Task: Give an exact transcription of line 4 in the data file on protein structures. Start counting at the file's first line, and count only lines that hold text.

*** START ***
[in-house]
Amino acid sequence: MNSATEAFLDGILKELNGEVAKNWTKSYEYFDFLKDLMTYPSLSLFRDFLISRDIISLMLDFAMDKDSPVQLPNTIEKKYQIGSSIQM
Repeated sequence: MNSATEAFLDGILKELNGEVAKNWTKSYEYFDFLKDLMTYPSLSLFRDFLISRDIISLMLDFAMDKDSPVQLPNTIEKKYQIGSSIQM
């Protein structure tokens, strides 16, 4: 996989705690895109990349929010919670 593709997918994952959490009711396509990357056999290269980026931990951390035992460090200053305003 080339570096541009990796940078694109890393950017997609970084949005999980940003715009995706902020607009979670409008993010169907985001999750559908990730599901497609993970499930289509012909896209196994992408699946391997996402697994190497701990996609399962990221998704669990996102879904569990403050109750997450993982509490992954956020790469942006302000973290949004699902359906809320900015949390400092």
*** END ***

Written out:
């Protein structure tokens, strides 16, 4: 996989705690895109990349929010919670 593709997918994952959490009711396509990357056999290269980026931990951390035992460090200053305003 080339570096541009990796940078694109890393950017997609970084949005999980940003715009995706902020607009979670409008993010169907985001999750559908990730599901497609993970499930289509012909896209196994992408699946391997996402697994190497701990996609399962990221998704669990996102879904569990403050109750997450993982509490992954956020790469942006302000973290949004699902359906809320900015949390400092």